That plaintiff and bis father, John R. Carstarpben, recital in deed, “bave come upon an agreement” in regard to tbe Dr. William Oarstarpben home place, 570 acres, and exchange deeds were made 3 July, 1917. No contention was made by plaintiff that be has any interest in tbe other lands. Plaintiff knew that although tbe land was taken in bis mother’s name, bis father paid for it. That after be and bis father came to an agreement, bis father made a will, on 20 September, 1919, and willed tbe land now claimed by plaintiff, dealing with it as bis own, to defendants, bis widow and son.
That tbe entire tract included tbe John R. Carstarpben “home tract” and tbe “Bass Tract,” were one and laid off by tbe appraisers as tbe homestead, and there was no excess to be sold. That plaintiff claims tbe “Bass Tract” under sheriff’s deed to Booth and from Booth and wife to bis mother, W. (Willie) E. Oarstarpben, under description as follows: “One tract of land lying in said county, bounded by tbe lands of Martha Moody, by tbe public road, and by tbe lands'of Mrs. Lee and others, containing 100 acres, more or less.”
On tbe other band, defendants contend that tbe levy under which sale of sheriff to Booth and from Booth and wife to plaintiff’s mother, tbe land was described: “One other tract adjoining Mrs. Martha Moody, Mrs. Lee and others, containing 100 acres,” and nothing said about “Bass Tract.” This levy does not fit description or cover tbe “Bass Tract”; therefore, plaintiff has shown no title.
Defendants further contend that tbe sheriff’s deed to Booth and plaintiff’s own complaint described tbe home tract as containing 275 acres, and contend that by actual survey tbe home tract, including tbe Bass tract, contained only 246 acres. Without tbe Bass tract, it would contain only 146 acres. That tbe Bass tract and what plaintiff called tbe home tract were all in one body, tbe cultivated land all forming one field and opening, all cultivated together, without any separation or dividing line. Defendants also contended that tbe boundaries of tbe homestead, as set out in tbe original return of tbe appraisers, embraced tbe Bass tract. This return states that tbe homestead is bounded on tbe north by *546the lands of Mrs. Susan Ellis and Mrs. Jim Brewer. Defendant’s witnesses testified that these lands bounded the Bass tract on the north, and that without the Bass tract they would not touch the Carstarphen land at all. The return also calls for the lands of Julia A. Hodges as one of the boundaries of the homestead. It was shown that her land bounds the Bass tract on one side for its entire length.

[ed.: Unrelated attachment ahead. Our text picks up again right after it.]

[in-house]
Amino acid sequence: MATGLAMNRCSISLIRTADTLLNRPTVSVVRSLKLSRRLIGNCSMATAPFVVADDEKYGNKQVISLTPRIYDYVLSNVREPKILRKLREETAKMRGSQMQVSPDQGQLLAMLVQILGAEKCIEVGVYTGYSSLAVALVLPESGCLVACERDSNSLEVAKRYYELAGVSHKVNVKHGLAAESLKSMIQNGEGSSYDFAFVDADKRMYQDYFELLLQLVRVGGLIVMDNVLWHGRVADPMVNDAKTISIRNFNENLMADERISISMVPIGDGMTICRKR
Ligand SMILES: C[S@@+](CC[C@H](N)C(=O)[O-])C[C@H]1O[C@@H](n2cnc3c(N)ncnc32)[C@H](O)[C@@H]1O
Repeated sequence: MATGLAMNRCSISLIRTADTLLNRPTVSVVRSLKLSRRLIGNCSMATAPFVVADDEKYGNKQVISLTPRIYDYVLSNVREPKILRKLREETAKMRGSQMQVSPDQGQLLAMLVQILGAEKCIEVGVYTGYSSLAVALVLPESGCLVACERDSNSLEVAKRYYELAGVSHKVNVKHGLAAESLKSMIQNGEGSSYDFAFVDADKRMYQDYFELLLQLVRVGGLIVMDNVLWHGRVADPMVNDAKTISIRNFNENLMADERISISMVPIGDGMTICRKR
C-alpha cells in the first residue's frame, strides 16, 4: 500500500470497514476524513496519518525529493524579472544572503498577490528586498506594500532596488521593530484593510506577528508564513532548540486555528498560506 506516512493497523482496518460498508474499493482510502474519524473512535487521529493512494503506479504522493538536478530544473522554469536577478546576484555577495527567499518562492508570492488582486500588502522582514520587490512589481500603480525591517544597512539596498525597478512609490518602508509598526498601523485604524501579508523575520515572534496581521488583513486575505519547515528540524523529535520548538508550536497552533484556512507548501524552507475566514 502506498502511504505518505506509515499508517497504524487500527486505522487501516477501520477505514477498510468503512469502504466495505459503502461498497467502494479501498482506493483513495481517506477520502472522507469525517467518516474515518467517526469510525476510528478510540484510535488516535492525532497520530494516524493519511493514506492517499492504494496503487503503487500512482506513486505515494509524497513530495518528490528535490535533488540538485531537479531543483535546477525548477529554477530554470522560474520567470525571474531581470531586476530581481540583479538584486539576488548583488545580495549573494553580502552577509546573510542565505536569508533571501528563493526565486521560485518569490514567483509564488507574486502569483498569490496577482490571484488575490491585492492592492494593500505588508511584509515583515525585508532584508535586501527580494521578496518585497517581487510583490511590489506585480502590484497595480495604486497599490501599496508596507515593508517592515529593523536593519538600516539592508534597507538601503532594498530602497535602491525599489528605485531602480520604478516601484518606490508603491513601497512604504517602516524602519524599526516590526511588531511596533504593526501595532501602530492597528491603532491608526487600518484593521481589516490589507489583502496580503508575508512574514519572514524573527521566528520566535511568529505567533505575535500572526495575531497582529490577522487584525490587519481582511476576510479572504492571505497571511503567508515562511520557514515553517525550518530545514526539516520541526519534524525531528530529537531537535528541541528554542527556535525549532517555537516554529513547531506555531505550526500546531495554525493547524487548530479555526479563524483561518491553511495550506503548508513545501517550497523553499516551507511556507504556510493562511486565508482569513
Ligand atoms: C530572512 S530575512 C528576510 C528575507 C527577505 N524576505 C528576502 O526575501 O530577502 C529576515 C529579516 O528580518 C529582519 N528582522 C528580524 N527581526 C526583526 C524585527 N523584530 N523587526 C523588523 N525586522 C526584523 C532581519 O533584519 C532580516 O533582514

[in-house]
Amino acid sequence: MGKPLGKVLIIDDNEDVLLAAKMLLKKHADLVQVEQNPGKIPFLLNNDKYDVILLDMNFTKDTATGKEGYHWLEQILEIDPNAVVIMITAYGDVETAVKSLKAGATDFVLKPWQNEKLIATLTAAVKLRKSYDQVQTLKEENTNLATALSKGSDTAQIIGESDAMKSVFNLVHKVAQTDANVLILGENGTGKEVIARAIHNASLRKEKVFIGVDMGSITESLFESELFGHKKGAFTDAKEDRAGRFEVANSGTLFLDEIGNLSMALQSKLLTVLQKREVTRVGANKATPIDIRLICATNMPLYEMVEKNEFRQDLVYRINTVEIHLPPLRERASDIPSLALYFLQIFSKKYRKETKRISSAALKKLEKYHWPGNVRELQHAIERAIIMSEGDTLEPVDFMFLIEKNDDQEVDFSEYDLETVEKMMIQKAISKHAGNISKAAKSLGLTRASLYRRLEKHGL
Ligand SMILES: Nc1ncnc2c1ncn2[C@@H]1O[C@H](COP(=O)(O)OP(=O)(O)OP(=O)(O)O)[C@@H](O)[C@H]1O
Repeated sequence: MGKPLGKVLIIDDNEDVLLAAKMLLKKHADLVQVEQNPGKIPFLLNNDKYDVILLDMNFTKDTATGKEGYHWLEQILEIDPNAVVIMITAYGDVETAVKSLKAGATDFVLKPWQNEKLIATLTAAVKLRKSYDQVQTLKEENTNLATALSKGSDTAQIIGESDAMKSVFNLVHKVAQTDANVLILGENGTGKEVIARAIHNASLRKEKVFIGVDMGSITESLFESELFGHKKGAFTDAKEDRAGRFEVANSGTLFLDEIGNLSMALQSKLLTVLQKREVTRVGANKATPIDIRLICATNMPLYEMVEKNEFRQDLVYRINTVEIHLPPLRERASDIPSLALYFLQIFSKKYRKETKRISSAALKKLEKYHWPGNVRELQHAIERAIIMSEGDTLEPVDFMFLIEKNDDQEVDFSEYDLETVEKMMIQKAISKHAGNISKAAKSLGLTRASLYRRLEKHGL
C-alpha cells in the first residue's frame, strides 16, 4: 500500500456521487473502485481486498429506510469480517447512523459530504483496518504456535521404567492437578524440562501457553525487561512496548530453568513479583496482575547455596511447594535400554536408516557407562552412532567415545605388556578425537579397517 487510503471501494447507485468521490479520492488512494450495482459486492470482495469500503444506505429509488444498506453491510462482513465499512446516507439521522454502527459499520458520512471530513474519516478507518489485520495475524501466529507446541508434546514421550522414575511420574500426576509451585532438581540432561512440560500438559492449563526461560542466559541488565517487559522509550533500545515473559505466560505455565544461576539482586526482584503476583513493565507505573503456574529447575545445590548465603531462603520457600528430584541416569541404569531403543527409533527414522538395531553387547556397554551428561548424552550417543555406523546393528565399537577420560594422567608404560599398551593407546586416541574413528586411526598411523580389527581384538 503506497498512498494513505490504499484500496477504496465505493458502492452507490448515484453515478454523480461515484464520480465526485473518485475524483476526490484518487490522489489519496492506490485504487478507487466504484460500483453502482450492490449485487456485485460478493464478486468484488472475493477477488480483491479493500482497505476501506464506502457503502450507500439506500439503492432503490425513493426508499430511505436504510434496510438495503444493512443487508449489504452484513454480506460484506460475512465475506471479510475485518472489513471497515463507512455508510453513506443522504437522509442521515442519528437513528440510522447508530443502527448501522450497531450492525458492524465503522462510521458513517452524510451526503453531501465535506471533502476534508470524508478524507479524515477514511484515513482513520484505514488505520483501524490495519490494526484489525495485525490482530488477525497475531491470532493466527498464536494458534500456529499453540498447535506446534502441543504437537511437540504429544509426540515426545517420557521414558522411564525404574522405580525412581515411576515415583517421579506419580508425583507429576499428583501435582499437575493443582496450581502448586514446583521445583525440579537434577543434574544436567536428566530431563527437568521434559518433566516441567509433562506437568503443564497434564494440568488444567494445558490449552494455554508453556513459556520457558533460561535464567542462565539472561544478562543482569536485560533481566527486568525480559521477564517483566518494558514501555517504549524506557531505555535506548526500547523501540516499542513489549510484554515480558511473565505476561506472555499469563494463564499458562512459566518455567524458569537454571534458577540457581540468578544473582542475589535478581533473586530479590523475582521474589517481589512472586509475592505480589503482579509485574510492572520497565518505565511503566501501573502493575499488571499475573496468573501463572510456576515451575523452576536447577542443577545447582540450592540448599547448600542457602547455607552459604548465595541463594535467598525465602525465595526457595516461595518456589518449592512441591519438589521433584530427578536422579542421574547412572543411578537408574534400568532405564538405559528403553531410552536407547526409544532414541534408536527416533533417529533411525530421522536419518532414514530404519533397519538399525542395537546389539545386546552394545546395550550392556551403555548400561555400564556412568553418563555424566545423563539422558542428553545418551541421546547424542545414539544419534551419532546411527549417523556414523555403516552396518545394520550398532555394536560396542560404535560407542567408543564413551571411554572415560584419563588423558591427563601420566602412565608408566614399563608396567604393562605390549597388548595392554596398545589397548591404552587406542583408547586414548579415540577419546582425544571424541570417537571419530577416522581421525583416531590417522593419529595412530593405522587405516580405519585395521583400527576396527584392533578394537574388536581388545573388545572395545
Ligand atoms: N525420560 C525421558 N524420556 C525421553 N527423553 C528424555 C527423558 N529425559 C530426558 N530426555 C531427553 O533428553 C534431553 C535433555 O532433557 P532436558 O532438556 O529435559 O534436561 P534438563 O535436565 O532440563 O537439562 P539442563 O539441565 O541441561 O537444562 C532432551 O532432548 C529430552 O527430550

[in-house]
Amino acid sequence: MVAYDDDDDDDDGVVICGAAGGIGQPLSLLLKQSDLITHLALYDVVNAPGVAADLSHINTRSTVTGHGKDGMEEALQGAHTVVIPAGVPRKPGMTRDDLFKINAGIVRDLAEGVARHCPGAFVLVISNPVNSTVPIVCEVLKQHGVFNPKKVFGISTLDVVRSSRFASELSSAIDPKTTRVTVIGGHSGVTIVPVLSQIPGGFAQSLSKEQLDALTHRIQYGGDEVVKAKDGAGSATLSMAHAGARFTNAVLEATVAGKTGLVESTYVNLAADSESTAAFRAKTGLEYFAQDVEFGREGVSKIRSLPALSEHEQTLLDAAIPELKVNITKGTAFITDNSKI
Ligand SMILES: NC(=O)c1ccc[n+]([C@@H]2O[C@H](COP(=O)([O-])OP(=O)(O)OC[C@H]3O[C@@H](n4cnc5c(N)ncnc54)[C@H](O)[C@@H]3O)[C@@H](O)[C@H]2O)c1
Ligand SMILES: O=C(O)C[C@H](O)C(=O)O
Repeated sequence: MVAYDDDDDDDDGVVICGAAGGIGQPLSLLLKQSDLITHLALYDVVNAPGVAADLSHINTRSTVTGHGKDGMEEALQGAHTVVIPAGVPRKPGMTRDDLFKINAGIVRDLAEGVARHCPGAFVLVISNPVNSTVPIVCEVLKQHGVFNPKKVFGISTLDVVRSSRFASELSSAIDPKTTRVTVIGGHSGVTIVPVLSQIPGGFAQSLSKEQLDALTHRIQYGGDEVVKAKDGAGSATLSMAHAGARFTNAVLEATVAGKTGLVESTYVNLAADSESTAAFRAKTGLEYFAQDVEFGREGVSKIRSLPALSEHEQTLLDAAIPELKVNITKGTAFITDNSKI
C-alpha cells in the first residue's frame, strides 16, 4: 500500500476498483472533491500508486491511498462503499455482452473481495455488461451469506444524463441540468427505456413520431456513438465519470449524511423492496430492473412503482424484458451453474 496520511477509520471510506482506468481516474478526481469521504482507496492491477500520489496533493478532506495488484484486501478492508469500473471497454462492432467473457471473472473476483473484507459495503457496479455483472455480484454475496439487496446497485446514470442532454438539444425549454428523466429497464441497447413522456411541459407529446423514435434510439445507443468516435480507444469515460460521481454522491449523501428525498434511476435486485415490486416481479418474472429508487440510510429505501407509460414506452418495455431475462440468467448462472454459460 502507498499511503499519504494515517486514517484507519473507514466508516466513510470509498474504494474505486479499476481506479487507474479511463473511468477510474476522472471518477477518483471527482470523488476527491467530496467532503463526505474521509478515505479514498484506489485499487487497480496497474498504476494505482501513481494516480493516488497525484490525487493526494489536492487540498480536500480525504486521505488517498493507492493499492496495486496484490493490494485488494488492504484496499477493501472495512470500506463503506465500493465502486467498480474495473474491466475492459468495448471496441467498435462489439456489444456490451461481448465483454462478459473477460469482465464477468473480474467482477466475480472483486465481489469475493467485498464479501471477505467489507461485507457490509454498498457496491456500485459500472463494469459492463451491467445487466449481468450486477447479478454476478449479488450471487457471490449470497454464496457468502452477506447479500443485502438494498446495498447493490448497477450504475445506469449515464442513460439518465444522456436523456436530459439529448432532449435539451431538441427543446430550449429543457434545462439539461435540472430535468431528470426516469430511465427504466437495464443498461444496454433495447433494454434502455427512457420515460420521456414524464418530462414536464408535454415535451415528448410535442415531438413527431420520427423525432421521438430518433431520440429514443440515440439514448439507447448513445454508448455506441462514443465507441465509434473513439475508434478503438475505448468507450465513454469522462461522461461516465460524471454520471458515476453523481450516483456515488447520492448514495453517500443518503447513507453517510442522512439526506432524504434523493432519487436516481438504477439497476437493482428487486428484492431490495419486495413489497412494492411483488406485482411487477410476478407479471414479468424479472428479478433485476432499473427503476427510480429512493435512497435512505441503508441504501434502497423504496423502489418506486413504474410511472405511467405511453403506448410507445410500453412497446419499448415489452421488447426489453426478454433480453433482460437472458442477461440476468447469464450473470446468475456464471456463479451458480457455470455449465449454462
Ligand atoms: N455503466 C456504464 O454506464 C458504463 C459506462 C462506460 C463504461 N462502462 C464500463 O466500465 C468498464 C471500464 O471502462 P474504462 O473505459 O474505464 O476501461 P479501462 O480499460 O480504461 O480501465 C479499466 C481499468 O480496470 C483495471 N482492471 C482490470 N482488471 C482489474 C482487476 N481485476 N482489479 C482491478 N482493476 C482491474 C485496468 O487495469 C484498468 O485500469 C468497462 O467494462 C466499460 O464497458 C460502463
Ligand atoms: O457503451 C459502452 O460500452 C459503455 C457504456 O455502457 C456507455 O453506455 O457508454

The plaintiff introduced evidence in contradiction of this, so that the controversy as to the Bass tract resolved itself into a question of fact as to whether the description relied on by plaintiff did or did not cover the Bass tract. The jury found that it did not. The question as to the John R. Carstarphen home tract the jury found against |)laintiff. The second and third issues, found in favor of defendants, determined the fact that plaintiff failed to make out title to the John R. Carstarphen home place, or any part of same, and the homestead, as allotted by the appraisers, was the entire John R. Carstarphen home place — no excess, and the Bass tract included.
There were numerous facts and circumstances to support the contentions of the respective parties. Should the verdict be disturbed? We think not.
The first legal position taken by plaintiff: “Was the paper-writing purporting to be a ‘homestead appraisers’ return’ properly admitted in evidence, and the question of its validity properly submitted to the jury?”
Plaintiff contends: (1) That it had not been registered; (2) that it was not found in the judgment roll; (3) that it was not in fact the return of the appraisers. •
Dr. D. B. Zollicoffer, the only one of the appraisers now living, testified that it was the return of the appraisers, and it contained the return of the sheriff showing that he summoned and qualified the three appraisers, who signed it on 11 May, 1887, and that on the same day he levied on the excess. It was found in the file of “Executions” in the office of the clerk of the Superior Court, filed with the executions under which it was allotted. These execution also contained the sheriff’s return to the effect that he had summoned these men to lay off the homestead, and that they had allotted it on 11 May, 1887, and that on said day he had levied on all lands in excess: Also contained his return of the sales.